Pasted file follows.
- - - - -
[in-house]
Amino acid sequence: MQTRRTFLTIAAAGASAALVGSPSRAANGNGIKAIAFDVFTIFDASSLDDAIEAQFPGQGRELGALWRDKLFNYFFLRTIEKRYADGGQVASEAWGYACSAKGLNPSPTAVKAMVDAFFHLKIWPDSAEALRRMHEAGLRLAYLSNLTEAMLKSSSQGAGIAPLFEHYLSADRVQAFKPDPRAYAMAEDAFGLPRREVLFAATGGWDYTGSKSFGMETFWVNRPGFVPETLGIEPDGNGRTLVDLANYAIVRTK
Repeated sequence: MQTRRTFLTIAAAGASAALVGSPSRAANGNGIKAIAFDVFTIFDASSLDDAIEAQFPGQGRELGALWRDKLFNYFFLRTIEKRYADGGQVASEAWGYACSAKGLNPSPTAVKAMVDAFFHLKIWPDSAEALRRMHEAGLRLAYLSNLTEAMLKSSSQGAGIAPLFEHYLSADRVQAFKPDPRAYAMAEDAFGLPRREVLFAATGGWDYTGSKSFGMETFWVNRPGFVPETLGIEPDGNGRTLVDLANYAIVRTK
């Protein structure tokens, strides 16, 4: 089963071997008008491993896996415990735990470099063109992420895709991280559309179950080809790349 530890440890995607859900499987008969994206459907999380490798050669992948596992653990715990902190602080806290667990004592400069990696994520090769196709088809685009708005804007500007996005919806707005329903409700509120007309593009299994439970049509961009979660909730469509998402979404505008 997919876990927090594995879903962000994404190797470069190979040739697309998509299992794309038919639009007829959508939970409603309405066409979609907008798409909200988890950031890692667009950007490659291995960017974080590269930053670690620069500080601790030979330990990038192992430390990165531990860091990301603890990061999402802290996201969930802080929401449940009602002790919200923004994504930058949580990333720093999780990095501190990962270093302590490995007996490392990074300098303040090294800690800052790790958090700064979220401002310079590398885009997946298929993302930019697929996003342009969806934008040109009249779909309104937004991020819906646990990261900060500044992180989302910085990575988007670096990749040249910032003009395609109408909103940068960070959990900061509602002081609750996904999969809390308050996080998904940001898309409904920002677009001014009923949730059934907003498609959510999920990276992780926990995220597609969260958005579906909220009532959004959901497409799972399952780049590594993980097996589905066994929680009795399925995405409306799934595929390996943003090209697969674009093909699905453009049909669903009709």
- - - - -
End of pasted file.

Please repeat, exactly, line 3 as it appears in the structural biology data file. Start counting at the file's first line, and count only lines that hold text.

Repeated sequence: MQTRRTFLTIAAAGASAALVGSPSRAANGNGIKAIAFDVFTIFDASSLDDAIEAQFPGQGRELGALWRDKLFNYFFLRTIEKRYADGGQVASEAWGYACSAKGLNPSPTAVKAMVDAFFHLKIWPDSAEALRRMHEAGLRLAYLSNLTEAMLKSSSQGAGIAPLFEHYLSADRVQAFKPDPRAYAMAEDAFGLPRREVLFAATGGWDYTGSKSFGMETFWVNRPGFVPETLGIEPDGNGRTLVDLANYAIVRTK